I am up to my elbows in gifts, labels and wrapping paper all to be cobbled together into parcels and sent back home to family in a day or two with ever obliging parents-in-law. I did finally pull my finger out and have been frenzied buying for the past week. Nothing like a deadline to focus the mind. Now that family birthdays are over, it's been like the cork has popped out from the 'spending inertia' bottle and there's no stopping me - unless of course the cashpoint does that old 'insufficient funds' trick - which it probably will any minute.
This year, keen to avoid the cliches, I've bought things from South Africa (Mr Price Home/kids), Nakumatt!! (they have some good Klutz activity books), pig cups from UK (I know, I know, talk about coals to Newcastle but they were a bargain!). I also bought beads/necklaces etc. from here in Africa (prob some are from Asia too if I'm honest). Even some masai bracelets from a 'real' masai lady with no hair who sits outside the veg shop in her shuka.
Also, Kenya colours rugby shirts (for boys), sarongs made in Kenya and books like Hot Hippo, Lazy Lion etc (for those who haven't received these before in previous years). I might even find myself sending some stuff that I bought in the summer in UK, then carted out to Nairobi in numerous roller bags, back to England. Though this sounds utterly nuts it might just throw me a lifeline with the last few pressies I have run out of ideas/energy to find.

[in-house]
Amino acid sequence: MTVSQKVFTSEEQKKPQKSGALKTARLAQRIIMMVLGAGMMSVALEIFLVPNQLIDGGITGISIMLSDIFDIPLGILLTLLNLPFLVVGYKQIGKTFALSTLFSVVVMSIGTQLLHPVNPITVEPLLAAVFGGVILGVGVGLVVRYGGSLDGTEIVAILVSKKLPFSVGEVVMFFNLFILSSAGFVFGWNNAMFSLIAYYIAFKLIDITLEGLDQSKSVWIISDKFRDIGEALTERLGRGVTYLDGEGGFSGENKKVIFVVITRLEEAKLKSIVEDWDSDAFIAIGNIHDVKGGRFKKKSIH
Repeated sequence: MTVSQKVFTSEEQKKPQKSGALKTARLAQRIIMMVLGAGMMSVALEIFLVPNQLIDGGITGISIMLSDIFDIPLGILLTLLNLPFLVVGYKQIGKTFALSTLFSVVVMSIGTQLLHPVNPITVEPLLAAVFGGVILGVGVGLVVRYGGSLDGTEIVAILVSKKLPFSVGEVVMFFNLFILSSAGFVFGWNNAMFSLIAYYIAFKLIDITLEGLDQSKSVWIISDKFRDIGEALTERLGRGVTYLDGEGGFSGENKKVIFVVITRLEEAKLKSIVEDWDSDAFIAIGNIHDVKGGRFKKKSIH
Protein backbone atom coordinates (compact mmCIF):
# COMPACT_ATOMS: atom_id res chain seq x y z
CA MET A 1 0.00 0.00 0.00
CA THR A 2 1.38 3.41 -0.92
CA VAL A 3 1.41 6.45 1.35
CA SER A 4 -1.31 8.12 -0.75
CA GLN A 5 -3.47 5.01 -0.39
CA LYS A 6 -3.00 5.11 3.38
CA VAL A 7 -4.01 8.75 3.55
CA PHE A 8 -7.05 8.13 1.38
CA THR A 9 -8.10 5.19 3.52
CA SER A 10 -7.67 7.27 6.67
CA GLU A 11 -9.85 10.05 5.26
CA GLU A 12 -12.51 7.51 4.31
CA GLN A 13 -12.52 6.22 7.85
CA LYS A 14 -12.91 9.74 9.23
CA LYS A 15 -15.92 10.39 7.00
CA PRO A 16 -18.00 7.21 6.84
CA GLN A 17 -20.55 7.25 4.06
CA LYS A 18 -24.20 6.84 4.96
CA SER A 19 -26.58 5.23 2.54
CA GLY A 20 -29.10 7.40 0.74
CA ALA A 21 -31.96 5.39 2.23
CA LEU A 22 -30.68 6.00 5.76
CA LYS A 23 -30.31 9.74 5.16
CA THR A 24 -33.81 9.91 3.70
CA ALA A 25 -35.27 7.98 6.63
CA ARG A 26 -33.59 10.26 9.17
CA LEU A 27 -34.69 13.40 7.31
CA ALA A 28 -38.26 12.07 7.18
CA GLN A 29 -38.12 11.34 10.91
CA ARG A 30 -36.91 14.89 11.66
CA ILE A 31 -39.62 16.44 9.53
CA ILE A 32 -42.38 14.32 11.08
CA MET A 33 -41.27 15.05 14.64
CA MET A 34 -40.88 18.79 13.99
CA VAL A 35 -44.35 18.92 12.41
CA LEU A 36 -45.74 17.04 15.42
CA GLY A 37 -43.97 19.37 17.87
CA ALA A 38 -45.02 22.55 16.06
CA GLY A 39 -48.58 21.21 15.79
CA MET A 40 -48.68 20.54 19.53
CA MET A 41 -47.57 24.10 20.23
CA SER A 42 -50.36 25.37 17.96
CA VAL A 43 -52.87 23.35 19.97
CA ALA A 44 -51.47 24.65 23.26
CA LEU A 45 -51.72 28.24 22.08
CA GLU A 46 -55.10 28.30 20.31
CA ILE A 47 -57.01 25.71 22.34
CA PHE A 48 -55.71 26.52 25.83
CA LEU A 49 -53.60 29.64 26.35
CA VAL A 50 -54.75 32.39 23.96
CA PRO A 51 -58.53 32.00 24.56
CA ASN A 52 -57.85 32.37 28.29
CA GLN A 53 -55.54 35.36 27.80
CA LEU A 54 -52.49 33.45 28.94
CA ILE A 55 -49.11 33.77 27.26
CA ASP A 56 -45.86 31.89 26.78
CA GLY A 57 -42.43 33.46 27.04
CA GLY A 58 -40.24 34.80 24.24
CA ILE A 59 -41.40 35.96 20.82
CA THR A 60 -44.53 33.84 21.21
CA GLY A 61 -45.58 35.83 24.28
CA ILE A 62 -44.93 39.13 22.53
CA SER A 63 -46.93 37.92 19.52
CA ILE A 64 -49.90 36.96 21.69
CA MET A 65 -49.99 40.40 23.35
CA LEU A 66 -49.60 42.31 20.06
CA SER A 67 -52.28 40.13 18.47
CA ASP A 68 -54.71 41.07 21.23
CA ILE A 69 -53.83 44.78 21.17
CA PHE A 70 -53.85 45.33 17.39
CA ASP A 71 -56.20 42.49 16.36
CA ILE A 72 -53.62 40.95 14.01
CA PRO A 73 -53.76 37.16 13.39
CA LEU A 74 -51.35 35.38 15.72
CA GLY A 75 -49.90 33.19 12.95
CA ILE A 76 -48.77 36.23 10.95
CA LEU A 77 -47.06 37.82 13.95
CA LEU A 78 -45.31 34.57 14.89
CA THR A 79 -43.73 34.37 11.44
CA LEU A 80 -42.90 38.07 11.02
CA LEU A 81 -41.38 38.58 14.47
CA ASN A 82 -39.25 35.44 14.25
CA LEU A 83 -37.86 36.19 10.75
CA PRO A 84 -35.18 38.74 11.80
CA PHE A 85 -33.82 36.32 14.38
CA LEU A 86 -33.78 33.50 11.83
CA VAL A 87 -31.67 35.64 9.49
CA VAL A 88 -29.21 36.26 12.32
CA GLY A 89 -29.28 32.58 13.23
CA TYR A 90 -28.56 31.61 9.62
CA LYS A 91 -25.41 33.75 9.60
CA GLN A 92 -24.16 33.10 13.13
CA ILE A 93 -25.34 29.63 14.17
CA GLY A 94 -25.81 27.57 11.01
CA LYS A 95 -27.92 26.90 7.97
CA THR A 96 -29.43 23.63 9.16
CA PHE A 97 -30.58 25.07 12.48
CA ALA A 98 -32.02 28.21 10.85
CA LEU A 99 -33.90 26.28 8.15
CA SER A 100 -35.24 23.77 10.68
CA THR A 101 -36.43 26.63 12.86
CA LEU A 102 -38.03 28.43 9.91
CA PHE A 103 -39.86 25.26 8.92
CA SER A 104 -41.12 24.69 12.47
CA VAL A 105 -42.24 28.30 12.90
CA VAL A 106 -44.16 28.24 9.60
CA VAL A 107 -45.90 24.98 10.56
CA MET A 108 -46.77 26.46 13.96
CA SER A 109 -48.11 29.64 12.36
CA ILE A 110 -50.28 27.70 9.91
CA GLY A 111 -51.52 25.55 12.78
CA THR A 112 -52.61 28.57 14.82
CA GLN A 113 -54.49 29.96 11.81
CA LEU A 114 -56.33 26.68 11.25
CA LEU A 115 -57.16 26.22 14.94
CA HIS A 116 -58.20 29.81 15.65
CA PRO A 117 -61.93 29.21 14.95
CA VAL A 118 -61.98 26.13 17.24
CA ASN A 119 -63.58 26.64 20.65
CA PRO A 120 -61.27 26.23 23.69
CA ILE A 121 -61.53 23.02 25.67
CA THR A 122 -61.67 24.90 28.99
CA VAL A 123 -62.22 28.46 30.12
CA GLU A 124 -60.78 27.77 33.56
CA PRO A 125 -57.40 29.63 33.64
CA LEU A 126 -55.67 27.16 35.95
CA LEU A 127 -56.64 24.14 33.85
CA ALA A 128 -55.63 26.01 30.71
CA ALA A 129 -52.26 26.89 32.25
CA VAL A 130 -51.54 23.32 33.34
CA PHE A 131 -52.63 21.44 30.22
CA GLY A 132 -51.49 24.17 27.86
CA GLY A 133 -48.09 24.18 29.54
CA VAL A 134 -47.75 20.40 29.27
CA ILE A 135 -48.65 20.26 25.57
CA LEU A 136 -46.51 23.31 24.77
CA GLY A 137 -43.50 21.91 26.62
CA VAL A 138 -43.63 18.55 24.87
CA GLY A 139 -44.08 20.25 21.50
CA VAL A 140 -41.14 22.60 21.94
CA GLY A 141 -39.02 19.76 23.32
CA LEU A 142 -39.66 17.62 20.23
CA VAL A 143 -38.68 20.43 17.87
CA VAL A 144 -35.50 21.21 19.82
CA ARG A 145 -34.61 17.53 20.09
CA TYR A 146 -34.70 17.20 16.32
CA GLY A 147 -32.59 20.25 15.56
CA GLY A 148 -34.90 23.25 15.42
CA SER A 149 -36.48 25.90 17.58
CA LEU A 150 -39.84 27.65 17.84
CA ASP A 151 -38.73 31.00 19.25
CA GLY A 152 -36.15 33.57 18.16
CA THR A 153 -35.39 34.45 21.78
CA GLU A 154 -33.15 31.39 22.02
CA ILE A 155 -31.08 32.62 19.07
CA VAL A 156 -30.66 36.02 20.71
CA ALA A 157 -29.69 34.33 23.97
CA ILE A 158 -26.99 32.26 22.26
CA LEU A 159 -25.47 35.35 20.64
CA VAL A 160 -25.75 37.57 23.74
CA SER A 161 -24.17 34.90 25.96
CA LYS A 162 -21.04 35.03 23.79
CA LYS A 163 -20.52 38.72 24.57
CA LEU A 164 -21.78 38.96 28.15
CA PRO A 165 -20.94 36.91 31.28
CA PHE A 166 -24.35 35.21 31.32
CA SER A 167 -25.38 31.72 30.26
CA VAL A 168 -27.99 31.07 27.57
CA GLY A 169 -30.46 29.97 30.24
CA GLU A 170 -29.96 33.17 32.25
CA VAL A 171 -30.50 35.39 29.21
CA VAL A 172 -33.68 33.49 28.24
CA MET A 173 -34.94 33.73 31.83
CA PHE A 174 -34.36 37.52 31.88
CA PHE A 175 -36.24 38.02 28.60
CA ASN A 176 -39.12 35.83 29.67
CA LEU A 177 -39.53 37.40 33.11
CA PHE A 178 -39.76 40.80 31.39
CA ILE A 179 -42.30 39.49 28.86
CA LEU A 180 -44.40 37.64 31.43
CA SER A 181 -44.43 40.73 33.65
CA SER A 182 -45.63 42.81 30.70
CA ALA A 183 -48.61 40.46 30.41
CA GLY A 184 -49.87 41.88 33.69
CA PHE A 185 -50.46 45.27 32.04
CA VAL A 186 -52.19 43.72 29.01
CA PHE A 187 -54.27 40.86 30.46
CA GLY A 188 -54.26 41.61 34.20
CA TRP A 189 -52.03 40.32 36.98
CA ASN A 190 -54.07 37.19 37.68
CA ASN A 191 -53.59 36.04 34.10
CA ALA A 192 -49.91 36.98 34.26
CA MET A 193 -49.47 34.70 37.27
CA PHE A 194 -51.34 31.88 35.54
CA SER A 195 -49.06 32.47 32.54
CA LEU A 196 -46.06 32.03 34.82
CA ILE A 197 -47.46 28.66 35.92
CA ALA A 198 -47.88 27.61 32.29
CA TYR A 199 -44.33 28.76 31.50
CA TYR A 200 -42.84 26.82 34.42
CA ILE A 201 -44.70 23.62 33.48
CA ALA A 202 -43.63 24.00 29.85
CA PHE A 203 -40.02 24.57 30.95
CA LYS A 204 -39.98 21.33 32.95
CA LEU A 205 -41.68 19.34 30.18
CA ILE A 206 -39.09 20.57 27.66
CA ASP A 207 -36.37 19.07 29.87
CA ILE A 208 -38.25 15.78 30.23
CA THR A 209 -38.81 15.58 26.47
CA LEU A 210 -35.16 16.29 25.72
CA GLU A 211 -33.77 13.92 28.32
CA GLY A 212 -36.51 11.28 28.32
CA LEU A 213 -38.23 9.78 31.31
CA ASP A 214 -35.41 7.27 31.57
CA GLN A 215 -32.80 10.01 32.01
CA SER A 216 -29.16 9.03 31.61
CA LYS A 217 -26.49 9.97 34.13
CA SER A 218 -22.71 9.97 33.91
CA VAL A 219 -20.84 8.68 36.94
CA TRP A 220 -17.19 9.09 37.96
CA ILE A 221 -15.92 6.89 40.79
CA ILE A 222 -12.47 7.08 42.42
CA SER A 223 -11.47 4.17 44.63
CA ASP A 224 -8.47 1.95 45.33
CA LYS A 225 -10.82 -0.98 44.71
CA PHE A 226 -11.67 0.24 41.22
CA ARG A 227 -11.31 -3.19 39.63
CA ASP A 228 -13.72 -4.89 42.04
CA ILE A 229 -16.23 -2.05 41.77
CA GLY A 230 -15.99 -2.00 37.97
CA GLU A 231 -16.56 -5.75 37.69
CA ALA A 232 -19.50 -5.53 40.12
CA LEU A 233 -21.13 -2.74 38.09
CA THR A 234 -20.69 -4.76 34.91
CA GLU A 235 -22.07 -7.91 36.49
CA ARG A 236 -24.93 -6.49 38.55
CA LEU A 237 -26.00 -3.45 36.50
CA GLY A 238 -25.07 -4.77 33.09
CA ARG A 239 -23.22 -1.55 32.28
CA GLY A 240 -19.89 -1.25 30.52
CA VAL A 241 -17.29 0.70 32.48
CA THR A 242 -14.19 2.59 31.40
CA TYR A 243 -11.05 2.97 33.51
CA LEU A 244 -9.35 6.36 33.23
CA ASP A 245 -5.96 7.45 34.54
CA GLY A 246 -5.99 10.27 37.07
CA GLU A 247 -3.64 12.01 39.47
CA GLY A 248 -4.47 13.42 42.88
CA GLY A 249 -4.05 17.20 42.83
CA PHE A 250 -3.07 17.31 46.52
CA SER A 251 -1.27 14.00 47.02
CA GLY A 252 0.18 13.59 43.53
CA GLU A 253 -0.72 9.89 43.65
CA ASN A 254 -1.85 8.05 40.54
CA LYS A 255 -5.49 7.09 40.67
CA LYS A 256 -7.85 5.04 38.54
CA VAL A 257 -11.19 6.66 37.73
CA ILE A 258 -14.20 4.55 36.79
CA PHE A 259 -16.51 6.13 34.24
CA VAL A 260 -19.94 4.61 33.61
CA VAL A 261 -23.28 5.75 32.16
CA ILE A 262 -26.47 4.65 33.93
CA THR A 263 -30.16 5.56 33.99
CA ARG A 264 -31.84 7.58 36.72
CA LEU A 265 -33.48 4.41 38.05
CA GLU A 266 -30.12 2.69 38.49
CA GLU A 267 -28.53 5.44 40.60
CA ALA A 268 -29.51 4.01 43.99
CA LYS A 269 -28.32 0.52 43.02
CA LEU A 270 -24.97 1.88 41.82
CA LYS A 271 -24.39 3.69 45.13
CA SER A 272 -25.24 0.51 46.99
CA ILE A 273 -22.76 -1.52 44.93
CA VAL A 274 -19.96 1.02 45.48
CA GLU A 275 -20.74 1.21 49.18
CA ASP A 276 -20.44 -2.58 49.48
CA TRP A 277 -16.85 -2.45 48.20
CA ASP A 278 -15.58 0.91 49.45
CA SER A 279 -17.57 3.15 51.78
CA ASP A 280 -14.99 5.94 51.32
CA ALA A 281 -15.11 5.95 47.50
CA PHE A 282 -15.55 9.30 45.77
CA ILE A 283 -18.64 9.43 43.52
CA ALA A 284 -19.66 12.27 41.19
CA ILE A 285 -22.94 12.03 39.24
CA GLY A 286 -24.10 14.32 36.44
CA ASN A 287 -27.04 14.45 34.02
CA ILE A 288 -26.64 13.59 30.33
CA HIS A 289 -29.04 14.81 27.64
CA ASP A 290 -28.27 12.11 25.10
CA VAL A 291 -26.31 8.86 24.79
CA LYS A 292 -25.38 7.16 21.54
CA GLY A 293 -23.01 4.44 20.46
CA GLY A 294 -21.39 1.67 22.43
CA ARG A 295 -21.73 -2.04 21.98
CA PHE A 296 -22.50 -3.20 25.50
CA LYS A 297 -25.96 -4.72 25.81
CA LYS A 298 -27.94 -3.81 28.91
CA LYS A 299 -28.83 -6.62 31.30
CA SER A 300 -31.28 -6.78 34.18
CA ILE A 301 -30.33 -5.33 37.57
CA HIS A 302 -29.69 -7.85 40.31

There were some childrens' things at the craft fair last weekend (ie knitted teddies) that were made by very worthy slum based women's groups then sold on by mzungu ladies, but they were SOOO expensive that I'm afraid I shyed away from forking out.
You get faced with a lot of hugely expensive, locally made things when shopping around - I often find myself looking at price tags then backing out of the gift shop quickly with the words 'I'll just have a think about it...' In fact, without the aid of the internet and Amazon, you have to be ready to make a lot of executive decisions on how much you are willing to spend whilst on the spot, whether the items are actually worth it or, more to the point, are they really going to be loved?
The process is agony, but so exciting when it's finished. Phew. Now that I'm organised so hugely far in advance (I've even done my own kids!), I'm sure to wake up in a cold sweat on Christmas eve thinking, 'OMG, I've forgotten X! What on earth did I get them? Perhaps I forgot altogether? Help!'
I know, I know, I can hear you all shouting 'LISTS!' The problem is, I do hate lists with a passion! Organised chaos is far more fun.